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How Fidel Castro's Death Will Affect Cuba's Christian Revival

It won't. And that's (mostly) a good thing.
How Fidel Castro's Death Will Affect Cuba's Christian Revival
Image: Yamil Lage / AFP / Getty Images
Havana residents light candles in honor of Fidel Castro.

The remains of Fidel Castro are being displayed in Havana as part of Cuba’s nine days of official mourning for the deceased dictator. Many world leaders will not attend the funeral next week for the man who raised literacy rates but kept a rigid grasp on civil rights.

For Cuban Christians, his death isn’t likely to be a sea change in how the island nation’s Communist government approaches religion.

Like most Cubans, Castro himself was raised Catholic, educated by Jesuit priests as a child. He rejected his faith during the 1959 revolution, after the church rejected his movement toward atheism and socialism. Priests were killed and deported, while Christians (and other groups) were discriminated against and banned from joining the Communist Party.

But Castro—and his brother, current ruler Raúl—softened with time. Some credit the Catholic Church and its popes with influencing Cuba’s slow turn from Marxism.

They were also good for religious holidays. Pope John Paul II visited the country in 1998; the next day, Castro reinstated Christmas. In 2012, Pope Benedict visited; soon after, the government allowed Good Friday observances.

This year, Cuba was the site of a historic step toward religious reconciliation: Pope Francis sat down with Russian Orthodox Patriarch Kirill in Havana in the first meeting between Roman Catholic and Eastern Orthodox heavyweights since the Christian church split into West and East in 1054.

Even though Castro’s last writings recalled the stories of Adam and Eve, Noah and the ark, and God’s provision of manna, the level of his faith remains a mystery, reported Crux.

Despite the tension between church and state in Cuba, Christianity there has been undergoing an improbable and impressive revival. It sparked around the time that the Soviet Union’s collapse left Cuba scrambling to right itself. The period of crippling economic depression in the 1990s also began a time of church growth and evangelism.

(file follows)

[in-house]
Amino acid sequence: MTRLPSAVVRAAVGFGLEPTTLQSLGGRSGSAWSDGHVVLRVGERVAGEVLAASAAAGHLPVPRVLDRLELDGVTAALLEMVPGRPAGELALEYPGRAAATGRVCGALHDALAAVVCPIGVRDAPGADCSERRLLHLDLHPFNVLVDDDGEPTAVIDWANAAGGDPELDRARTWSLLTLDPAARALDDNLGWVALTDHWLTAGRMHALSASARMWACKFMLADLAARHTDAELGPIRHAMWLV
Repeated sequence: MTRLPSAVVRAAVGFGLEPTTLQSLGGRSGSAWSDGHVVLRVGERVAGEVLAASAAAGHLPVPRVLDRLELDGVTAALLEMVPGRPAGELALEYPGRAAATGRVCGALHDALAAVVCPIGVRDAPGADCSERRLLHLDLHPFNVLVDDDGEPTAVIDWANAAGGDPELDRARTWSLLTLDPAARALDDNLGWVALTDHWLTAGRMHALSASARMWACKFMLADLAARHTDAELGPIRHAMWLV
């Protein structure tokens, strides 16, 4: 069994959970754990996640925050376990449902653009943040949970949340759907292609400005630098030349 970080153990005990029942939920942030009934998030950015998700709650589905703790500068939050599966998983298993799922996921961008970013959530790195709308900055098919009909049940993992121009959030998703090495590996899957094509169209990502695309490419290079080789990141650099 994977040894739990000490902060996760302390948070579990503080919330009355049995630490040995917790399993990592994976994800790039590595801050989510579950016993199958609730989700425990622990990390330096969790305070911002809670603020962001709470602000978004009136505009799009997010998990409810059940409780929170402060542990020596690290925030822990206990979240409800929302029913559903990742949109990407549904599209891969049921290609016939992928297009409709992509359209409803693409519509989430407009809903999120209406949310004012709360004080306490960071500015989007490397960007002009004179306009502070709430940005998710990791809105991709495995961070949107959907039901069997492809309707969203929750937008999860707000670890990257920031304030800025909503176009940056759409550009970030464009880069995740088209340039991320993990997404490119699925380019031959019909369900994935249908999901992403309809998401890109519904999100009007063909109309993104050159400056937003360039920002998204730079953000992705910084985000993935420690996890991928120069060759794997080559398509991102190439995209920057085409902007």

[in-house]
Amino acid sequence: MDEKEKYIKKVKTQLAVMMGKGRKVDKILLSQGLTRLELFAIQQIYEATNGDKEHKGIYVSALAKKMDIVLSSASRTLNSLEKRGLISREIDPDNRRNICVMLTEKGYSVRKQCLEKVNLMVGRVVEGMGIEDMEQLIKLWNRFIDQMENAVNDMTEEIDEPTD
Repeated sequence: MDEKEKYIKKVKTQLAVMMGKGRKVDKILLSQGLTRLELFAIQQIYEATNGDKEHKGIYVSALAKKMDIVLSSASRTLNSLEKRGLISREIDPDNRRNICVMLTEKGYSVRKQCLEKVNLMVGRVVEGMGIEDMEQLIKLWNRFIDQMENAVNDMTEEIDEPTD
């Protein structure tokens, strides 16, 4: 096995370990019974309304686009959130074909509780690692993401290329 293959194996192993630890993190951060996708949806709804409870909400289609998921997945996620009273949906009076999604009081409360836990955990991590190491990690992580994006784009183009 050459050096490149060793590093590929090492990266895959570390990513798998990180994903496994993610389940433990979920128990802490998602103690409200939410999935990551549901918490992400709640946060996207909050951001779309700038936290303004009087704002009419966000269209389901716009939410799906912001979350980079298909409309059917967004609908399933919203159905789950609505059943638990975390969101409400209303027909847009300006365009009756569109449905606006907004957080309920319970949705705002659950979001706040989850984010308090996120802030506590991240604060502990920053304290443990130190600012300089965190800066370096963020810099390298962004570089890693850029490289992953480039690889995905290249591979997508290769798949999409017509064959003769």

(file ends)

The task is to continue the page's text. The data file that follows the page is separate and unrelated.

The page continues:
The Assemblies of God has grown to more than 3,000 churches, while the Eastern Baptists have more than 1,200. Seminaries are racing to keep up with the pastor shortage.

As CT reported on the 50th anniversary of Fidel’s revolution:

Since the 1959 Revolution, Castro's Communist government has placed numerous restrictions on religious expression in Cuba—a reality illustrated by most sources' requests for anonymity. Yet the Cuban church is thriving despite its limitations, and its leaders ask that their church not be used as a geopolitical pawn.

"We are part of the body of Christ in the world, yet people see us only with political eyes," said one leading Cuban evangelical. "To those people we say: 'Come and see.' "

Many evangelicals said their greatest desire is not for more political and economic freedom, but for active faith. "Of course I want more freedom, but I wouldn't want it to come at the expense of our current passion for the gospel," said a leading Cuban evangelical.

"Perhaps God is limiting our freedom to teach us," said an Eastern Baptist leader. "To strengthen the church so that when more freedoms are granted to us, we will be better prepared to serve."

But even though the United States eased trade restrictions with Cuba last year, Fidel’s brother Raúl still operates effectively as a dictator. And the leash is still short for Protestant churches.

Between January and July this year, Christian Solidarity Worldwide (CSW) recorded more than 1,600 religious freedom abuses, perpetrated primarily by the Cuban government and its Office of Religious Affairs.

Four large churches linked to the apostolic movement have been demolished this year, and their sound equipment stolen. Pastors—and in some cases, church members—have been detained during the attacks, presumably to stop them from protesting.

According to CSW, about 2,000 Assemblies of God churches were declared illegal and marked for seizure by the government in 2015; 1,400 of them are in the expropriation process. Meanwhile, Maranatha Baptist Church was told in December 2015 that it could build a new church for its 800 members; so far permits have not been granted.

“CSW received regular reports of moderate to severe harassment of religious leaders throughout the first half of 2016,” the report stated. “Government officials and state security agents continued to intimidate, threaten and physically harass pastors and their families.”

Still, Christianity continues to flourish. More than 5 percent of the country is now Protestant; about 60 percent identify as Catholic.

“The church before was asking, ‘How do we survive?’” an evangelical leader in Pinar del Rio told CT in 2009. “Now the church is asking, ‘How do we multiply?’”

CT traveled to Cuba last year to investigate why, with the embargo eased and travel restrictions relaxed, church leaders worry that Americans might dampen Cuban churches’ zeal.

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